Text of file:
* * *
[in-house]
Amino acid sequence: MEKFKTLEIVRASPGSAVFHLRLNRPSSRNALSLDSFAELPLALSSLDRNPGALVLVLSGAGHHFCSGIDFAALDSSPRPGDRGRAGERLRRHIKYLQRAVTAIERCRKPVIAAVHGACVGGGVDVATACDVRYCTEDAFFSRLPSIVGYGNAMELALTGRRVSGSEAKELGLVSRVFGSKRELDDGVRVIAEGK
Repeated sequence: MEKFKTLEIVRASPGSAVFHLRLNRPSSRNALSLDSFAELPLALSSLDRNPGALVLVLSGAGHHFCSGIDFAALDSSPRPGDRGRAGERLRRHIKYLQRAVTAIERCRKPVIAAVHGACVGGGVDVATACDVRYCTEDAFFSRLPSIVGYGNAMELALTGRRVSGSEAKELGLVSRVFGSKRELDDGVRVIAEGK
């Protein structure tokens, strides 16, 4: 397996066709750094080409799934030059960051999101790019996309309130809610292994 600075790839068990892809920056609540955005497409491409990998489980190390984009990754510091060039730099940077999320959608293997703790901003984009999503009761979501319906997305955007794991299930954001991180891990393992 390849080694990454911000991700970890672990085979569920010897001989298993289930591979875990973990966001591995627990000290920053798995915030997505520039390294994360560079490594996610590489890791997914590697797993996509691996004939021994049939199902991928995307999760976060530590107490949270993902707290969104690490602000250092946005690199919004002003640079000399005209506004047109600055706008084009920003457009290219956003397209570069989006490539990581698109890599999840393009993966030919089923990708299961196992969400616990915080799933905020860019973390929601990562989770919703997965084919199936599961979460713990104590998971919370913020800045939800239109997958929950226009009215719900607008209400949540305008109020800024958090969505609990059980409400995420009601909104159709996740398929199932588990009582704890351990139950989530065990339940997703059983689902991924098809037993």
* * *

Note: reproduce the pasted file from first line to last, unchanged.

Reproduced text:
[in-house]
Amino acid sequence: MEKFKTLEIVRASPGSAVFHLRLNRPSSRNALSLDSFAELPLALSSLDRNPGALVLVLSGAGHHFCSGIDFAALDSSPRPGDRGRAGERLRRHIKYLQRAVTAIERCRKPVIAAVHGACVGGGVDVATACDVRYCTEDAFFSRLPSIVGYGNAMELALTGRRVSGSEAKELGLVSRVFGSKRELDDGVRVIAEGK
Repeated sequence: MEKFKTLEIVRASPGSAVFHLRLNRPSSRNALSLDSFAELPLALSSLDRNPGALVLVLSGAGHHFCSGIDFAALDSSPRPGDRGRAGERLRRHIKYLQRAVTAIERCRKPVIAAVHGACVGGGVDVATACDVRYCTEDAFFSRLPSIVGYGNAMELALTGRRVSGSEAKELGLVSRVFGSKRELDDGVRVIAEGK
């Protein structure tokens, strides 16, 4: 397996066709750094080409799934030059960051999101790019996309309130809610292994 600075790839068990892809920056609540955005497409491409990998489980190390984009990754510091060039730099940077999320959608293997703790901003984009999503009761979501319906997305955007794991299930954001991180891990393992 390849080694990454911000991700970890672990085979569920010897001989298993289930591979875990973990966001591995627990000290920053798995915030997505520039390294994360560079490594996610590489890791997914590697797993996509691996004939021994049939199902991928995307999760976060530590107490949270993902707290969104690490602000250092946005690199919004002003640079000399005209506004047109600055706008084009920003457009290219956003397209570069989006490539990581698109890599999840393009993966030919089923990708299961196992969400616990915080799933905020860019973390929601990562989770919703997965084919199936599961979460713990104590998971919370913020800045939800239109997958929950226009009215719900607008209400949540305008109020800024958090969505609990059980409400995420009601909104159709996740398929199932588990009582704890351990139950989530065990339940997703059983689902991924098809037993």